Wednesday, February 29, 2012

The Story of the Gazebo (VI)

In today's post I want to delve a little further into the design I have come up with for a gazebo with a reciprocally-supported roof and a lantern. As noted in the previous post in this thread, I decided to place the reciprocal beams so that they cantilevered off the wall plate and could help support an outrigger beam, or dashi-geta as the Japanese call them, at the midpoint. At the upper end, where the reciprocal beams lap atop one another I wanted the crossing point to be along the centerline of the hip rafters. I also wanted the crossing point to be more or less in the half-span distance between the wall plate and the center of the building, as this would enable the reciprocal rafter set to act as a cantilever to support the outrigger beam more effectively. The closer in towards the center that the reciprocal beams crossed, the better  the cantilever effect would be, however the smaller the opening in the middle of the roof for the lantern. So, ideally, something like a crossing point just inside of the distance of the roof half-span would be perfect. another idea would be that the reciprocal beam would be aligned to the wall plate - I think when the framing gets a little busy, that keeping as many parts in alignment to one another is a desirable goal.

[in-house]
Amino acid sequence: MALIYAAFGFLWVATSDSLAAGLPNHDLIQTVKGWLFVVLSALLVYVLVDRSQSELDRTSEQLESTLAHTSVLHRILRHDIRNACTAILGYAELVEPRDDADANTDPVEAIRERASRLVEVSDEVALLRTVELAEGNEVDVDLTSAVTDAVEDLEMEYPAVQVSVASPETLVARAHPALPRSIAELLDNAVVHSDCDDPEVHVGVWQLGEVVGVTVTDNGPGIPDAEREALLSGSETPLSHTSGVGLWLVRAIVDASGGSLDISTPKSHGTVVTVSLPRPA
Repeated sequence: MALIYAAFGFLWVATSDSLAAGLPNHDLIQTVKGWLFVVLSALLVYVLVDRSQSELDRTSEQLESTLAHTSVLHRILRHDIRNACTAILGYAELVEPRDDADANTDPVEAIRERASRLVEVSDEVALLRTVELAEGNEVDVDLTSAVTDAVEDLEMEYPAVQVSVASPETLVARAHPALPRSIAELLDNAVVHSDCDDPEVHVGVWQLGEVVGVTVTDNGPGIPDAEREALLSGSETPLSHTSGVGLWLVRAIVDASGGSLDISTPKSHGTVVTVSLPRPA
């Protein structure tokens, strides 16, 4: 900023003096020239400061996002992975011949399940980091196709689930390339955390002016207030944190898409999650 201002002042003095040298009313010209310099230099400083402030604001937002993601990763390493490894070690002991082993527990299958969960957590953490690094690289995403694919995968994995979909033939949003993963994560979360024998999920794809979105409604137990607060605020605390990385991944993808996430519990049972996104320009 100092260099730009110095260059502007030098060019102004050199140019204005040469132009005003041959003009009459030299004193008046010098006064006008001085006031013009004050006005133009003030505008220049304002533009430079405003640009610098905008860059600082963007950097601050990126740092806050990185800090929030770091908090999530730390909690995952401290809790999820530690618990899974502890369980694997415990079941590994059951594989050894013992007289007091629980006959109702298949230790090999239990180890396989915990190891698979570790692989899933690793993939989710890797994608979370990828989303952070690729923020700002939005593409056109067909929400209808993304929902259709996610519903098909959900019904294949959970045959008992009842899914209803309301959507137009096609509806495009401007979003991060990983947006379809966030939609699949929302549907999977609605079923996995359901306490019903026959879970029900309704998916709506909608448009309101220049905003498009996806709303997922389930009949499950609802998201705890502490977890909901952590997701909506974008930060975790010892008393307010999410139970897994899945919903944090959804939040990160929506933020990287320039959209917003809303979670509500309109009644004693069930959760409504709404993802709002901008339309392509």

Can an arrangement be found which will satisfy these diverse requirements? I decided to explore different polygon shapes to see if one might offer any advantages over another. First, I started with the square plan:


The square plan was pretty much a no-go from the start. It is not actually possible to place the reciprocal beams so that they can lap one another under the centerline of the hip rafters and still cantilever out to the mid-point of the wall plate run, nevermind have them align to the wall plate lines. Scratch that.

Next I looked at a pentagonal plan: